If you are appointed to serve as an estate representative, you will be responsible for a variety of tasks. One of those tasks will be to ensure that the assets inside of the decedent’s Missouri estate are distributed in a timely and proper manner.
Is a beneficiary designation attached to the asset?
In some cases, tangible assets will pass to their intended recipients per the terms of beneficiary designations. It isn’t uncommon for homes, cars and similar items to pass in such a manner. A bank account, life insurance policy or retirement account may also transfer to a beneficiary based on the instructions included on this type of document.
You may need to coordinate with other parties to transfer an asset
Say that a decedent’s will instructed you to transfer a brokerage account to that person’s oldest child. In such a scenario, you would likely need to confirm with the brokerage that holds the account that the transaction is legitimate. In some cases, the individual who is taking ownership of the account would need to sign documents affirming that he or she is the new owner of this asset. It may be necessary to go through a similar process in the event that a will instructs you to pass individual stocks, bonds or other securities to a beneficiary.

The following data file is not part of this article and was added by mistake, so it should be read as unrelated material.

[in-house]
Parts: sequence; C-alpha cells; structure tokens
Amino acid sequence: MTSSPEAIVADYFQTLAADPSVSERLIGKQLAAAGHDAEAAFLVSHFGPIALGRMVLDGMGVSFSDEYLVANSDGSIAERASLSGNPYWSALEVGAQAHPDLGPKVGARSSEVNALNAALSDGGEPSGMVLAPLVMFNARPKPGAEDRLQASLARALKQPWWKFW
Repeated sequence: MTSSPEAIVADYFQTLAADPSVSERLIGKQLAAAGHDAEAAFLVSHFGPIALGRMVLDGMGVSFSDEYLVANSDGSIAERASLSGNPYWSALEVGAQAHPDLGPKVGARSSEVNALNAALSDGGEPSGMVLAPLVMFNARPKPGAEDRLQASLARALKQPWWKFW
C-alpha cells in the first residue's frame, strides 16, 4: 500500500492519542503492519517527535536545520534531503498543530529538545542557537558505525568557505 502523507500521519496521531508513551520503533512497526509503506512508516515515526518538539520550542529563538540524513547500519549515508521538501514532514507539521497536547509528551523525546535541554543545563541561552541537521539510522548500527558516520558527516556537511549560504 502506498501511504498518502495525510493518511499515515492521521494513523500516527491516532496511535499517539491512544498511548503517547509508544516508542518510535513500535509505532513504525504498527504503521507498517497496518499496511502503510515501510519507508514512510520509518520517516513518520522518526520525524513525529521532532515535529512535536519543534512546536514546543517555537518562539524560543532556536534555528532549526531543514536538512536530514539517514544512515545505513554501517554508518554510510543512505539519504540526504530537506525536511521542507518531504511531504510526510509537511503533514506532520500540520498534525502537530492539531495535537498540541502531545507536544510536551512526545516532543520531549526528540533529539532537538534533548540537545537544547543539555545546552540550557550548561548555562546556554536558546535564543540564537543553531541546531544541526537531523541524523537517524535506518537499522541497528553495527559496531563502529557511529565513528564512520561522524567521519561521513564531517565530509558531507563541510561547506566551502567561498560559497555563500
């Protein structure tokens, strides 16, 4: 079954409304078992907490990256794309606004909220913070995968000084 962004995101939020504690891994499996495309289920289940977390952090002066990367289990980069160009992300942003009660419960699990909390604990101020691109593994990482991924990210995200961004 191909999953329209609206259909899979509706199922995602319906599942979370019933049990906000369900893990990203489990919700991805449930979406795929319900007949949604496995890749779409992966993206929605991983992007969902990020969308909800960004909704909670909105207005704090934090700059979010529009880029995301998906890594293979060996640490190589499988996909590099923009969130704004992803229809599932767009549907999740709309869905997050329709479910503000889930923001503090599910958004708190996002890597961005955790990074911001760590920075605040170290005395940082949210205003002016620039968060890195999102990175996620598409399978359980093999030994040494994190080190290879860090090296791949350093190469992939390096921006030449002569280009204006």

What happens if a beneficiary has already passed?
If the primary beneficiary has already passed, check the will to determine if an alternate beneficiary has been named. In the event that there is one, this person will inherit a portion of that deceased person’s estate. Otherwise, the item will revert back to his or her estate. An estate administration attorney may be able to help with the process of determining what to do with items that have no clear recipient.
It may be a good idea to hire an attorney to help you administer an estate. Doing so may reduce the risk of making a mistake that could expose you to personal liability. An attorney may also represent the estate if a legal dispute arises.